In an interview, Joe Wright compared Hanna to Hans Christian Andersen’s fairy tale ‘The Little Mermaid:’
‘Well, The Little Mermaid is the story of Hanna. The idea that she grows up under the surface and imagines the world above as this beautiful, romantic place. And of course she gains legs and they are painful, and she discovers the world is quite cruel. Personally, growing up in this puppet theatre, this very romantic environment where everyone was painting and making puppets, then suddenly being told I had to go to school where kids bullied you and it was terrifying — in a way I identify both with The Little Mermaid and Hanna. The only thing I could accuse my parents of after years of therapy was that they led me to believe very sweetly that the world was going to be beautiful — and, often, it’s not.’
Fairy tales often have coming-of-age themes, where characters go out into the world alone to seek their destiny. Like the mermaid who is restless and wants to see what is above the water, Hanna also wants to see what is beyond the snow. But they both learn that it’s not what they expected. Hanna can handle the assassin-y stuff fine, but boiling a kettle or going on a date? Not so easy. Like in a fairy tale, she must overcome these challenges to get her happy ending. The locations used also connote fairy tales. I’ve mentioned that Hanna and Erik live in isolation, well take a look at their cabin. If this doesn’t scream ‘fairy tale’ then I don’t know what does:
It’s got everything – snow, quaint slanted roof, glowing windows, and is surrounded by a spooky forest.
Then of course there’s Spreepark, which has many fantasy and fairy tale elements:
Visually, Spreepark makes the atmosphere of Hanna very surreal. As a symbol, for me it feels like Hanna wants to go back to when her life was simple, when she was reading fairy tales, instead of living them. But now everything is broken and it’s too late for her to return.
There’s a great article about the set design of Hannahere.
Speaking of symbols, the final point I want to make about Hanna is the deer. The opening scene of the film is Hanna hunting a reindeer, and then near the end she sees a young deer in Spreepark. Again, deers are common creatures in fairy tales. For example, ‘Little Brother and Little Sister‘ and Andrew Lang’s ‘The Enchanted Deer.’ They also feature heavily in Scottish and Irish folklore. Deers are symbols of peace and innocence, as well as wisdom, strength, and sensitivity.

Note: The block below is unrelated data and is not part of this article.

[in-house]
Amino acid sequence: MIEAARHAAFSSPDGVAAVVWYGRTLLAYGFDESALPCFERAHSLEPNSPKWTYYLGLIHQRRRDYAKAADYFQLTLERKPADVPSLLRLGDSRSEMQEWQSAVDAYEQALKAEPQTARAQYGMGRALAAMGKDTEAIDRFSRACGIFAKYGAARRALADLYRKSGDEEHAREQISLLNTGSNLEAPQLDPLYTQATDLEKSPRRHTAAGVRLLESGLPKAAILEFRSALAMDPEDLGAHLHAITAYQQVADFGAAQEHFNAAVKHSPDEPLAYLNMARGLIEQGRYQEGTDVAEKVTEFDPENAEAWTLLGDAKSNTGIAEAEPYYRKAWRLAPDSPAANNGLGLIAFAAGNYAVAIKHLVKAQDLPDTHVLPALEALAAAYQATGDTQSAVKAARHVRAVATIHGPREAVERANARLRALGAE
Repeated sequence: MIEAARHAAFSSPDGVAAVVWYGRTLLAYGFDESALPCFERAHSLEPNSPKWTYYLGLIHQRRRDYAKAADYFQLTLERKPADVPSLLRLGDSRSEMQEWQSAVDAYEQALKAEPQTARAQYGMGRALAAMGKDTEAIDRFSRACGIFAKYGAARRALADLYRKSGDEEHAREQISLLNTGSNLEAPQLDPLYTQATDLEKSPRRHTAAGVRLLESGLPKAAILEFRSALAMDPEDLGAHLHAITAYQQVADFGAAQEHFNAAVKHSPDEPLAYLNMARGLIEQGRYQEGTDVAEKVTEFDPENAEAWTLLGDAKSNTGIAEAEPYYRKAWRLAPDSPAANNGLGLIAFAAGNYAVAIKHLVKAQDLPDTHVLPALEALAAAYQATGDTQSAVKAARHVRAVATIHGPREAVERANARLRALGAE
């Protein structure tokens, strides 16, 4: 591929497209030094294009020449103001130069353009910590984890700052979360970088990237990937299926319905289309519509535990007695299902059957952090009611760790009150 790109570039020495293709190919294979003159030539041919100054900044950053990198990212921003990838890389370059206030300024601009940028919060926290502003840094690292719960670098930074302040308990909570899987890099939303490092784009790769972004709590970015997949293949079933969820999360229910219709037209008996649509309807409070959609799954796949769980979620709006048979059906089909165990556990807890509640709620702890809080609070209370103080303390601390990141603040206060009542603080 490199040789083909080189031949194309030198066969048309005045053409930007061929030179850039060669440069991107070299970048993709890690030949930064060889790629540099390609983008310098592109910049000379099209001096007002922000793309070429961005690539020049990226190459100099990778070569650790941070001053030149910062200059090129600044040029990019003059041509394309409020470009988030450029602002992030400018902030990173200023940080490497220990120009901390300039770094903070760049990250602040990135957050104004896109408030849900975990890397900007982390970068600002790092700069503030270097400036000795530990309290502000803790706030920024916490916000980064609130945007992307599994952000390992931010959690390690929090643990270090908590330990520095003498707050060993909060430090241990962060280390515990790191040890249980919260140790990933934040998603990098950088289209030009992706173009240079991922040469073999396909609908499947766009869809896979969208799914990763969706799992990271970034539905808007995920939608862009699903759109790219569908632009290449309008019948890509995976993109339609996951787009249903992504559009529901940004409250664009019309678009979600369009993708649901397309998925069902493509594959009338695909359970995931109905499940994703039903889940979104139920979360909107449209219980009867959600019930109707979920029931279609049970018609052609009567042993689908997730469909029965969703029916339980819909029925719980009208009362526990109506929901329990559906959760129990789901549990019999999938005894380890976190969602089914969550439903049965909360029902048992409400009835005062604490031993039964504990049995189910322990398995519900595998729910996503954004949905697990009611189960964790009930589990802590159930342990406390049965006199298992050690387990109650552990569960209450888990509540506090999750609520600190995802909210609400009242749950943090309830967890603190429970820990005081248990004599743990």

Here’s my interpretation: Hanna killing the reindeer at the beginning shows she is strong in that environment. She can take down one of the most powerful creatures that lives there. However, the small deer later on is almost like it’s taunting her. By this point, Hanna is weak and tired of chasing Marissa. In a new environment, she’s not so sure of herself. I already said that Hanna lacks morals, and she’s not the only one — even the ‘normal’ people in this film kill mercilessly. Given its symbolic meaning, it’s almost like the deer is standing in judgement. All the characters are one-dimensional, again similar to fairy tales, and so the deer is a reminder that this world lacks feeling.
Overall, Hanna is undeniably a strange film. It grew on me second time around, and if you watch closely there’s a lot to read into (hence this blog post). Aesthetically, is’s very artsy and uses some interesting camera angles, so it’s good if you’re looking for something different regarding style. Also, Saoirse Ronan’s acting is flawless as ever.
Joe Wright said he wanted to make a film that was a kind of fantasy, but not CGI, Hollywood fantasy. A lot of fairy tale films claim to be ‘dark’ and look adult and cutting-edge, but somehow manage to be none of these things. Hanna is the real deal.
What did everyone else make of Hanna? Let me know in the comments!
Amelia Starling is a writer and folklorist. She graduated from the University of Winchester with a degree in Creative Writing, and is a content editor for Folklore Thursday. She loves travelling and collecting stories, and spent 15 months living in Japan doing this alongside teaching English. Amelia blogs about folklore and fairy tales at The Willow Web. You can follow her on Twitter @amyelize.